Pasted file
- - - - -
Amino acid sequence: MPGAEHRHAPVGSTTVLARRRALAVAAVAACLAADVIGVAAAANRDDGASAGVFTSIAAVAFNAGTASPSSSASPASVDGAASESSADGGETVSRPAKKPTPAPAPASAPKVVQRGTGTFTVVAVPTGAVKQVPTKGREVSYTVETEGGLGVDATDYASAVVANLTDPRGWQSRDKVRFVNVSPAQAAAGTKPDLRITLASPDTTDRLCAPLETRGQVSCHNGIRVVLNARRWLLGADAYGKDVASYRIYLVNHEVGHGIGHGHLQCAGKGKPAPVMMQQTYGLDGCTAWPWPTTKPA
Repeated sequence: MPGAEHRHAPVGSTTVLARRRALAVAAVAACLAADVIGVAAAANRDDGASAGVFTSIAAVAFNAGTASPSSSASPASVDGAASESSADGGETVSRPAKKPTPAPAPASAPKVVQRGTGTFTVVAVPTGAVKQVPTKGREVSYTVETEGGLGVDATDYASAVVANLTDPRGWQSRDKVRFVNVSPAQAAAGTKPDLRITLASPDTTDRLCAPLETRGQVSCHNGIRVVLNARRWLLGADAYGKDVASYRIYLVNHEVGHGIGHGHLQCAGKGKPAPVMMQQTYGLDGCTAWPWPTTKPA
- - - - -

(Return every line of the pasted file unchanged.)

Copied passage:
Amino acid sequence: MPGAEHRHAPVGSTTVLARRRALAVAAVAACLAADVIGVAAAANRDDGASAGVFTSIAAVAFNAGTASPSSSASPASVDGAASESSADGGETVSRPAKKPTPAPAPASAPKVVQRGTGTFTVVAVPTGAVKQVPTKGREVSYTVETEGGLGVDATDYASAVVANLTDPRGWQSRDKVRFVNVSPAQAAAGTKPDLRITLASPDTTDRLCAPLETRGQVSCHNGIRVVLNARRWLLGADAYGKDVASYRIYLVNHEVGHGIGHGHLQCAGKGKPAPVMMQQTYGLDGCTAWPWPTTKPA
Repeated sequence: MPGAEHRHAPVGSTTVLARRRALAVAAVAACLAADVIGVAAAANRDDGASAGVFTSIAAVAFNAGTASPSSSASPASVDGAASESSADGGETVSRPAKKPTPAPAPASAPKVVQRGTGTFTVVAVPTGAVKQVPTKGREVSYTVETEGGLGVDATDYASAVVANLTDPRGWQSRDKVRFVNVSPAQAAAGTKPDLRITLASPDTTDRLCAPLETRGQVSCHNGIRVVLNARRWLLGADAYGKDVASYRIYLVNHEVGHGIGHGHLQCAGKGKPAPVMMQQTYGLDGCTAWPWPTTKPA